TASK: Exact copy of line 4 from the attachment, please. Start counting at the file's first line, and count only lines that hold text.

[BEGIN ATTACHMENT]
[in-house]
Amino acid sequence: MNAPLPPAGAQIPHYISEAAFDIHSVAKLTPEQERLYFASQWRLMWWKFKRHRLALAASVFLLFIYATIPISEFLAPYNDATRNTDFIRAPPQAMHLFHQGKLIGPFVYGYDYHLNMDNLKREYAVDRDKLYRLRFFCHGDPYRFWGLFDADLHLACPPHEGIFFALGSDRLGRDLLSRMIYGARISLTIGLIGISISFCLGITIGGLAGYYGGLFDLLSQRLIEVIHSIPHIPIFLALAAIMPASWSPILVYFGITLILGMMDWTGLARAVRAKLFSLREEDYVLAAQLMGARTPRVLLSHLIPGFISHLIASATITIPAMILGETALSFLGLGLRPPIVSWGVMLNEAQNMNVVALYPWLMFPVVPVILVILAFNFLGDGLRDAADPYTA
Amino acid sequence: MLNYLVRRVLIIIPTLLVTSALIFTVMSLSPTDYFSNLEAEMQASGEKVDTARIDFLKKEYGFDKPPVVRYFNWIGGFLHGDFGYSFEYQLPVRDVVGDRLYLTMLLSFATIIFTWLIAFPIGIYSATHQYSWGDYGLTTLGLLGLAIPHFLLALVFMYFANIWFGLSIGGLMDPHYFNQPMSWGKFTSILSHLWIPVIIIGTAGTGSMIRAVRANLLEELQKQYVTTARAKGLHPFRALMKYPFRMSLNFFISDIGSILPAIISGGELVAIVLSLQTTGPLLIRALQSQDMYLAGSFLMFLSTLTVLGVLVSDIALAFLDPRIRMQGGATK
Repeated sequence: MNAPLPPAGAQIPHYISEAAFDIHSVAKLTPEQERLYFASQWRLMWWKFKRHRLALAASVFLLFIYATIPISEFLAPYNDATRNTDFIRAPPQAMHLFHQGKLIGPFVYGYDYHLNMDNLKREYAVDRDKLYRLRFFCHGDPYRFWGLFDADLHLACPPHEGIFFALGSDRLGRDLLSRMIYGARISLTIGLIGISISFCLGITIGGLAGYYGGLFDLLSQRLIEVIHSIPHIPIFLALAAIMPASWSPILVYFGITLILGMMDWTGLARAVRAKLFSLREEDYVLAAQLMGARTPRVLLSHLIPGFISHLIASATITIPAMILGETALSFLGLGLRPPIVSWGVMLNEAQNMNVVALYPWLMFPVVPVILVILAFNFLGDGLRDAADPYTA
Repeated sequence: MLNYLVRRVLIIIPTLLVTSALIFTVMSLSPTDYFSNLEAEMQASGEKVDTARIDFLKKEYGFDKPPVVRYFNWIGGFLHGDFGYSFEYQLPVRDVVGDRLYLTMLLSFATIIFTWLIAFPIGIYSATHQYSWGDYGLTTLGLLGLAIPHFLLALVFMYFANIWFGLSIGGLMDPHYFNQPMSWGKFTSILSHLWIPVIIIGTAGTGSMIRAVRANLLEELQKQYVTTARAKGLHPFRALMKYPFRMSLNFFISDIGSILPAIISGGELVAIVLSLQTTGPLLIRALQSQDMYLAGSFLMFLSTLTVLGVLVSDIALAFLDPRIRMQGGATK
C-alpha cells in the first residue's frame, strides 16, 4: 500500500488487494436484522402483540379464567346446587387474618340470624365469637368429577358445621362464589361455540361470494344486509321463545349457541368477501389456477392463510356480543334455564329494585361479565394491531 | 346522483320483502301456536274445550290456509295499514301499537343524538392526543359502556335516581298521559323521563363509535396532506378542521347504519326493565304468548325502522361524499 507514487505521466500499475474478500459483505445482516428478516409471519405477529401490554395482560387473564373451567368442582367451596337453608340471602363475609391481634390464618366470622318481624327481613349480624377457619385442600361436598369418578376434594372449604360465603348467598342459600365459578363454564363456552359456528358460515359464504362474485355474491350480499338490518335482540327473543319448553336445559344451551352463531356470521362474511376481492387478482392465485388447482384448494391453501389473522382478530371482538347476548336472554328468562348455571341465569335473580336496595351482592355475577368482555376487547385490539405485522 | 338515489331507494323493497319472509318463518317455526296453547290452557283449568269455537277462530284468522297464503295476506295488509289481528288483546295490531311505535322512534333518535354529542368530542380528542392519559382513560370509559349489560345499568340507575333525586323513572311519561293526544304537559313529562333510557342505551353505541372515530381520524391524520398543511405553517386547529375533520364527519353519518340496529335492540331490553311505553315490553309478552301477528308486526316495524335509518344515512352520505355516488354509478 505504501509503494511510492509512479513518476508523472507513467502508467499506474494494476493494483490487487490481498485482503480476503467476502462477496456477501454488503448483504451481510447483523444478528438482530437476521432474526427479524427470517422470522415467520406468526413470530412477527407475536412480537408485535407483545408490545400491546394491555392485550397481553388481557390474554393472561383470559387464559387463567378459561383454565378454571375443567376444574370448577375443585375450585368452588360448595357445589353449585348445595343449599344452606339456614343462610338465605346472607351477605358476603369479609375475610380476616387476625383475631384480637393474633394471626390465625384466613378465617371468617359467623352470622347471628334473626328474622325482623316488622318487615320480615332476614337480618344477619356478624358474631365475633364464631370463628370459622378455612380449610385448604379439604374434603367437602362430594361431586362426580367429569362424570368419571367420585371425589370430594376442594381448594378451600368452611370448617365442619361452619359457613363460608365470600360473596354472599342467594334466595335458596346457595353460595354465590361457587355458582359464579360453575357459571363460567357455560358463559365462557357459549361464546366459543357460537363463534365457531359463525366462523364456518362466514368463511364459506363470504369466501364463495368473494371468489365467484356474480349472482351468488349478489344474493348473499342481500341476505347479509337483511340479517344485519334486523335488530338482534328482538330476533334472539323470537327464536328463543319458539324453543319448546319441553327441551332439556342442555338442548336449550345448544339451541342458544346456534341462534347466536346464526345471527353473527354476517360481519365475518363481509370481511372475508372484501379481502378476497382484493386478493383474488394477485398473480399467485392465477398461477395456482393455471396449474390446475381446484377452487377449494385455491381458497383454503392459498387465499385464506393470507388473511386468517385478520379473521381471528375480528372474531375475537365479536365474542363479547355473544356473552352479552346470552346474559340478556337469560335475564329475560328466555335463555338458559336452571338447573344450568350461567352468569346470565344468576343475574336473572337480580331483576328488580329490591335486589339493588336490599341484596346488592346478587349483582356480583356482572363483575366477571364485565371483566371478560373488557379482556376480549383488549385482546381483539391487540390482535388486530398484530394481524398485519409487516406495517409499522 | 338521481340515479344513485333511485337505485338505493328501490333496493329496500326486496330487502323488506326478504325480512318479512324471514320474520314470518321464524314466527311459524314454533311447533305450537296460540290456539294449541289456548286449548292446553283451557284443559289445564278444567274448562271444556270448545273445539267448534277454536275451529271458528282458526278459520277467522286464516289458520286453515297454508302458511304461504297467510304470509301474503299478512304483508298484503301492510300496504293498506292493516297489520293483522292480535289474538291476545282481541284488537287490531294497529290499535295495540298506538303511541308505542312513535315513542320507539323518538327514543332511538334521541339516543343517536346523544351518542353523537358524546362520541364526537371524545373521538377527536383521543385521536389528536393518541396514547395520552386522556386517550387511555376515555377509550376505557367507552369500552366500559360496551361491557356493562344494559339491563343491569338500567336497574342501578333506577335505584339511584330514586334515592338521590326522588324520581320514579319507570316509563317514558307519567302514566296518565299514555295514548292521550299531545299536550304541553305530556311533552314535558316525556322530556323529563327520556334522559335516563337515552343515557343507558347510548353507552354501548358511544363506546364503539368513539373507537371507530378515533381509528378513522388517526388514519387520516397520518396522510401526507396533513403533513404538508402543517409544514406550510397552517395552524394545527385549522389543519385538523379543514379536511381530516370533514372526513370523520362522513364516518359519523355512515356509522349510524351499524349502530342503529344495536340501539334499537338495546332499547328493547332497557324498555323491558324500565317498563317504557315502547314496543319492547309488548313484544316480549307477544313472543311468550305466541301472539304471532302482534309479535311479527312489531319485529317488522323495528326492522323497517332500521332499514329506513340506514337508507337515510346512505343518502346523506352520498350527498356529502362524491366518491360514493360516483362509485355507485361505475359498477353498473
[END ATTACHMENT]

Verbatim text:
Repeated sequence: MNAPLPPAGAQIPHYISEAAFDIHSVAKLTPEQERLYFASQWRLMWWKFKRHRLALAASVFLLFIYATIPISEFLAPYNDATRNTDFIRAPPQAMHLFHQGKLIGPFVYGYDYHLNMDNLKREYAVDRDKLYRLRFFCHGDPYRFWGLFDADLHLACPPHEGIFFALGSDRLGRDLLSRMIYGARISLTIGLIGISISFCLGITIGGLAGYYGGLFDLLSQRLIEVIHSIPHIPIFLALAAIMPASWSPILVYFGITLILGMMDWTGLARAVRAKLFSLREEDYVLAAQLMGARTPRVLLSHLIPGFISHLIASATITIPAMILGETALSFLGLGLRPPIVSWGVMLNEAQNMNVVALYPWLMFPVVPVILVILAFNFLGDGLRDAADPYTA